Here’s an important story for parents as we get ready to enter the New Year. Are your kids getting too much SALT in their diet? The fact is that childhood obesity is a growing problem in the US, and excess salt intake may have a lot to do with it.
CBS News writer Ryan Jaslow reports on a new study done in Australia—it found that reducing the amount of salt in kids’ diets may be a first step in preventing obesity. That’s because salty foods lead kids to reach for sugary drinks—a major contributor to childhood obesity.
The researchers tracked the eating and drinking habits of 4,200 Australian kids. They found that the kids who took in the most salt, also consumed the most sugary drinks.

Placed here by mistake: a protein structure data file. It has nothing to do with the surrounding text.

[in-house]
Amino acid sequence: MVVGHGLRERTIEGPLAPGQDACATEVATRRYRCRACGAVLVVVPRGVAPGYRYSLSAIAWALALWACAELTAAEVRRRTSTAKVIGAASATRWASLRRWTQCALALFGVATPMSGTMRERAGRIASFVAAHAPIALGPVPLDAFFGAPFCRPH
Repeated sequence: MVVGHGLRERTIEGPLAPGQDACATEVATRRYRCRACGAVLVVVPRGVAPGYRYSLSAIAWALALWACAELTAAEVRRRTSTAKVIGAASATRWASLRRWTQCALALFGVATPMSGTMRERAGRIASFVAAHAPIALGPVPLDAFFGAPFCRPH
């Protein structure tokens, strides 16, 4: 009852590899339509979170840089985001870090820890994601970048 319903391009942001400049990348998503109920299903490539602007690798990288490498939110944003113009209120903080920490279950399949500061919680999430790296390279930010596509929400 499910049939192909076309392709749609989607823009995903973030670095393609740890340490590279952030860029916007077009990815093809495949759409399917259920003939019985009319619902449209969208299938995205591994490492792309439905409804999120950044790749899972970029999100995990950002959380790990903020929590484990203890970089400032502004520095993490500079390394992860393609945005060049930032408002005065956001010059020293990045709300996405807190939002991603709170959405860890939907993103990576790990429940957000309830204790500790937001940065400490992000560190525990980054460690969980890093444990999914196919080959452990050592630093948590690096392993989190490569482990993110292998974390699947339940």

For every one gram of salt per day, children took in 17 grams per day more of a sugary drink. Children who drank more than one serving per day of a sugary drink were more likely to be obese.
While we know that salty foods can cause us to be thirsty, experts were quick to point out the study did not show cause and effect for salt's role in obesity.
By the way, The American Heart Association recommends that people should take in no more than 1,500 milligrams milligrams of sodium each day.
However, a recent survey found most Americans average 3,400 milligrams of sodium each day, mostly from processed and restaurant foods.
And what are the biggest sodium culprits? Breads and rolls, cold cuts and cured meats, pizza, poultry, soup and sandwiches.
To learn more about a healthy level of salt intake, go to the Heart Association’s website at heart.org.
I’m Bill Maier for WBCL.